Kite: Efficient and Available Release Consistency for the Datacenter

Vasileios Gavrielatos, Antonis Katsarakis, Vijay Nagarajan, Boris Grot, Arpit Joshi

Research output: Chapter in Book/Report/Conference proceedingConference contribution

Abstract

Key-Value Stores (KVSs) came into prominence as highly-available, eventually consistent (EC), “NoSQL” Databases, but have quickly transformed into general-purpose, programmable storage systems. Thus, EC, while relevant, is no longer sufficient. Complying with the emerging requirements for stronger consistency, researchers have proposed KVSs with multiple consistency levels (MCL) that expose the consistency/performance trade-off to the programmer. We argue that this approach falls short in both programmability and performance. For instance, the MCL APIs proposed thus far, fail to capture the ordering relationship between strongly- and weakly-consistent accesses that naturally occur in programs.

Taking inspiration from shared memory, we advocate Release Consistency (RC) for KVSs. We argue that RC’s one-sided barriers are ideal for capturing the ordering relationship between synchronization and non-synchronization accesses while enabling high-performance.

We present Kite, the first highly-available, replicated KVS that offers a linearizable variant of RC for the asynchronous setting with individual process and network failures. Kiteen forces RC barriers through a novel fast/slow path mechanism that leverages the absence of failures in the typical case to maximize performance while relying on the slow path for progress. Our evaluation shows that the RDMA-enabled and heavily-multithreaded Kite achieves orders of magnitude better performance than Derecho (a state-of-the-art RDMA-enabled state machine replication system) and significantly outperforms ZAB (the protocol at the heart of Zookeeper).We demonstrate the efficacy of Kite by porting three lock-free shared memory data structures, and showing that Kite outperforms the competition.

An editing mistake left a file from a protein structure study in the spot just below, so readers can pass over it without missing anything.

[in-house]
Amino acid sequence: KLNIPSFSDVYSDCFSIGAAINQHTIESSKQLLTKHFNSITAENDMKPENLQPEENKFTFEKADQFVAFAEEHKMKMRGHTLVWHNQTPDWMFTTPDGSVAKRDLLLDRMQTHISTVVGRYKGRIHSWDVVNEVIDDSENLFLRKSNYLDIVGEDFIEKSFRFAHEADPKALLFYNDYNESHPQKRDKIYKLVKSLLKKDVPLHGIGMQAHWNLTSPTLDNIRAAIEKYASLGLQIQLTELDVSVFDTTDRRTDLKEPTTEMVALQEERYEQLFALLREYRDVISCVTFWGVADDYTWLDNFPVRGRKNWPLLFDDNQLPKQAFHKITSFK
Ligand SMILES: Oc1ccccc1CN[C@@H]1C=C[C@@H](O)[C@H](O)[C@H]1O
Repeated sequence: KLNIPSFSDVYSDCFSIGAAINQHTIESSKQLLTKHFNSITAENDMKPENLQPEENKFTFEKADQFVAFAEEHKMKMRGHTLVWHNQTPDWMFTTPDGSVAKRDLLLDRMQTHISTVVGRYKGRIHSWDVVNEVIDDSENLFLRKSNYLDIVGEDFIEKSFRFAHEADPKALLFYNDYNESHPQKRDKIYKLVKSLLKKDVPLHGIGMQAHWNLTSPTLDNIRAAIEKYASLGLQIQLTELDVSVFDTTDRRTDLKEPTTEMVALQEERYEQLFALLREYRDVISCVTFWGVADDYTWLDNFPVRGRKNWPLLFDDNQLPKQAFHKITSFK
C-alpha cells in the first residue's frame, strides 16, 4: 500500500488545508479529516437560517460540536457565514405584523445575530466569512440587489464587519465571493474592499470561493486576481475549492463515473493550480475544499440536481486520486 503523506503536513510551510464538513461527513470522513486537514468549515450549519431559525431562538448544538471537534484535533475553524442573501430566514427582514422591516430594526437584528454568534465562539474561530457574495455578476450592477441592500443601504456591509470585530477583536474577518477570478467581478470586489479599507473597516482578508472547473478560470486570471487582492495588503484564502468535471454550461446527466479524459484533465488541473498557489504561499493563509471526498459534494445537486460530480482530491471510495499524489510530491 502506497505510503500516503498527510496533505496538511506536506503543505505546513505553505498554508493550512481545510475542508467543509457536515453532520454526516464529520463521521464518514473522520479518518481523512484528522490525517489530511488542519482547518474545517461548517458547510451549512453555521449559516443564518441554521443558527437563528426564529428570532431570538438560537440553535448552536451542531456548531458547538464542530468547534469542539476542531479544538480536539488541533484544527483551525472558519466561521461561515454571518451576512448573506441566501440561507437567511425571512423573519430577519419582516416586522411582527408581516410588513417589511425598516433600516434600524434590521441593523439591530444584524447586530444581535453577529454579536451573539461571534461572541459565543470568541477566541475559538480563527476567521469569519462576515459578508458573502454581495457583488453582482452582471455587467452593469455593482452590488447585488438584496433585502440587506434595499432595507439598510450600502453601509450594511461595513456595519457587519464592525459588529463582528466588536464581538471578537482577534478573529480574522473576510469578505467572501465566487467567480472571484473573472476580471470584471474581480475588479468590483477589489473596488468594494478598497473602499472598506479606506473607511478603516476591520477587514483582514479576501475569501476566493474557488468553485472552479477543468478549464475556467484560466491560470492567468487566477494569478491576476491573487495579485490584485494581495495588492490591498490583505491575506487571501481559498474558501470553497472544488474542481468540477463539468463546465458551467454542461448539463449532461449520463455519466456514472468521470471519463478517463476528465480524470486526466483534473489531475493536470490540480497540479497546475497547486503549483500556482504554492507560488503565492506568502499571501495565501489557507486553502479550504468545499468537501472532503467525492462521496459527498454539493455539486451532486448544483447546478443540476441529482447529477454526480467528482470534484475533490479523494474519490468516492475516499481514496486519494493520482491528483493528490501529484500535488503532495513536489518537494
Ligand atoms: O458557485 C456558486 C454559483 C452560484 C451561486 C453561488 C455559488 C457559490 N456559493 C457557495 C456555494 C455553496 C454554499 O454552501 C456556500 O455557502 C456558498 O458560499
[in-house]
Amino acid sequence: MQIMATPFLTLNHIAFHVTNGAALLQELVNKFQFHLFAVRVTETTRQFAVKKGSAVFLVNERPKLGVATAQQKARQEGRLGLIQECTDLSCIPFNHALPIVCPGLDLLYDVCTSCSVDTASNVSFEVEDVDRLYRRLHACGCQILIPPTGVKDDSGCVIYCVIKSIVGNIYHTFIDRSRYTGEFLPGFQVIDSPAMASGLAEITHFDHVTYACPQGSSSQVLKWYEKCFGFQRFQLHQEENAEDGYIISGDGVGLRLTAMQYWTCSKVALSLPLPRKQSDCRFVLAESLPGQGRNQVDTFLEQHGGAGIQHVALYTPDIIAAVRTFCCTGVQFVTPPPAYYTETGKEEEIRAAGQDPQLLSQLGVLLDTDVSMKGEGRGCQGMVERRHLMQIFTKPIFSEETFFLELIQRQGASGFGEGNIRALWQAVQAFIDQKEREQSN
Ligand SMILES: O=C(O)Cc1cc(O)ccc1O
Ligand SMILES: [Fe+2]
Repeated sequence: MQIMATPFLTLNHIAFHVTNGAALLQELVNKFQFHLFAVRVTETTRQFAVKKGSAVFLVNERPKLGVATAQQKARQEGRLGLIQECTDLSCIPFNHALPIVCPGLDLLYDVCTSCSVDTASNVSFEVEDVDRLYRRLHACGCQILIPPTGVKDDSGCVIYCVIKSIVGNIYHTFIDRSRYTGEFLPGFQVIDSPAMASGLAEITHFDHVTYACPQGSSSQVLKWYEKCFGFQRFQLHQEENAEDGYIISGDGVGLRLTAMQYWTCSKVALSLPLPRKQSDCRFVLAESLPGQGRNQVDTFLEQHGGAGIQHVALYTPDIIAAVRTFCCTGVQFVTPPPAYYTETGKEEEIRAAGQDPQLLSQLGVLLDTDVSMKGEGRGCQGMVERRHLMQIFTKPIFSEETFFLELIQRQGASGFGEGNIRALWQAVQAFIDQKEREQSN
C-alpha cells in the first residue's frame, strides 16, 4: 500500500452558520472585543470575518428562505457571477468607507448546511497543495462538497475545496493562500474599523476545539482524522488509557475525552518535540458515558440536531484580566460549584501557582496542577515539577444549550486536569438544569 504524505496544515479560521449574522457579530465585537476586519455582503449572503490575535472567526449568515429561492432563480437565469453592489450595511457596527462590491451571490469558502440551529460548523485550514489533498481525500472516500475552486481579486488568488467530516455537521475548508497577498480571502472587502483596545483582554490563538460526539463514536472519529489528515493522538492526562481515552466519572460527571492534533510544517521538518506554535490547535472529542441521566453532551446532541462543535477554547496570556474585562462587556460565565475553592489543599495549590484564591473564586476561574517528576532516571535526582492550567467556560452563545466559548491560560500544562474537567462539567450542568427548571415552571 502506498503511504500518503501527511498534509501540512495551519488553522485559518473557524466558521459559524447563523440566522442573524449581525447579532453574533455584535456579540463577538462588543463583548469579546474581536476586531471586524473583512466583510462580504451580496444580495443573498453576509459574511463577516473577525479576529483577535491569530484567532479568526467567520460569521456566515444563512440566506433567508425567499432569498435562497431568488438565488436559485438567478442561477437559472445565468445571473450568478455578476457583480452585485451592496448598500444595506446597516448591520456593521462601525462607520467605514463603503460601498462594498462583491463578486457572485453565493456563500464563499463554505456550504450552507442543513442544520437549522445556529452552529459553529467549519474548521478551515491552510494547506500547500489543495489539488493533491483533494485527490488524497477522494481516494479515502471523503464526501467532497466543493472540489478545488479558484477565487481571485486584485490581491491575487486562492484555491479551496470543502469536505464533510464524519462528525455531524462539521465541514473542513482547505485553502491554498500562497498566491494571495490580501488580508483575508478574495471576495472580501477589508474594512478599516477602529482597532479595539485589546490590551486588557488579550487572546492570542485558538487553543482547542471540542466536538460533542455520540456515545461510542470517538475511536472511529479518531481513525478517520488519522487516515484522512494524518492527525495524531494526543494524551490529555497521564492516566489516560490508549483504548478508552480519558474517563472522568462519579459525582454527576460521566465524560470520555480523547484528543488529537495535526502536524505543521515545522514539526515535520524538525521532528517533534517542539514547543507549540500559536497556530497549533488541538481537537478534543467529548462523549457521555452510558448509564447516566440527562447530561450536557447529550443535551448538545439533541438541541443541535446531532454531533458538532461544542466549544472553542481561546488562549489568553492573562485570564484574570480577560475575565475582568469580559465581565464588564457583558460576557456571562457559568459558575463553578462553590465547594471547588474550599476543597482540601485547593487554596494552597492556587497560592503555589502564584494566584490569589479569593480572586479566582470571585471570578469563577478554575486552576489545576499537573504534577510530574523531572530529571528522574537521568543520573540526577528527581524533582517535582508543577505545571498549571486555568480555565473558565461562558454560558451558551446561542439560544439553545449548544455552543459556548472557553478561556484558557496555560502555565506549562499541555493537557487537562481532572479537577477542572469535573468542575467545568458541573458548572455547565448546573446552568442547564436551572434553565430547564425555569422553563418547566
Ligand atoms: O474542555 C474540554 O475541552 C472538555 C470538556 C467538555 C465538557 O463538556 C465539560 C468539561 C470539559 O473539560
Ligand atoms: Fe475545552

Original languageEnglish
Title of host publicationProceedings of the 25th ACM SIGPLAN Symposium on Principles and Practice of Parallel Programming
PublisherAssociation for Computing Machinery (ACM)
Pages1-16
Number of pages16
ISBN (Print)9781450368186
DOIs
Publication statusPublished - 19 Feb 2020
Event25th ACM SIGPLAN Symposium on Principles and Practice of Parallel Programming - Sam Diego, United States
Duration: 22 Feb 202026 Feb 2020
https://ppopp20.sigplan.org/

Symposium

Symposium25th ACM SIGPLAN Symposium on Principles and Practice of Parallel Programming
Abbreviated titlePPoPP 2020
Country/TerritoryUnited States
CitySam Diego
Period22/02/2026/02/20
Internet address

Keywords

  • Consistency
  • Availability
  • Fault tolerance
  • Replication
  • RDMA

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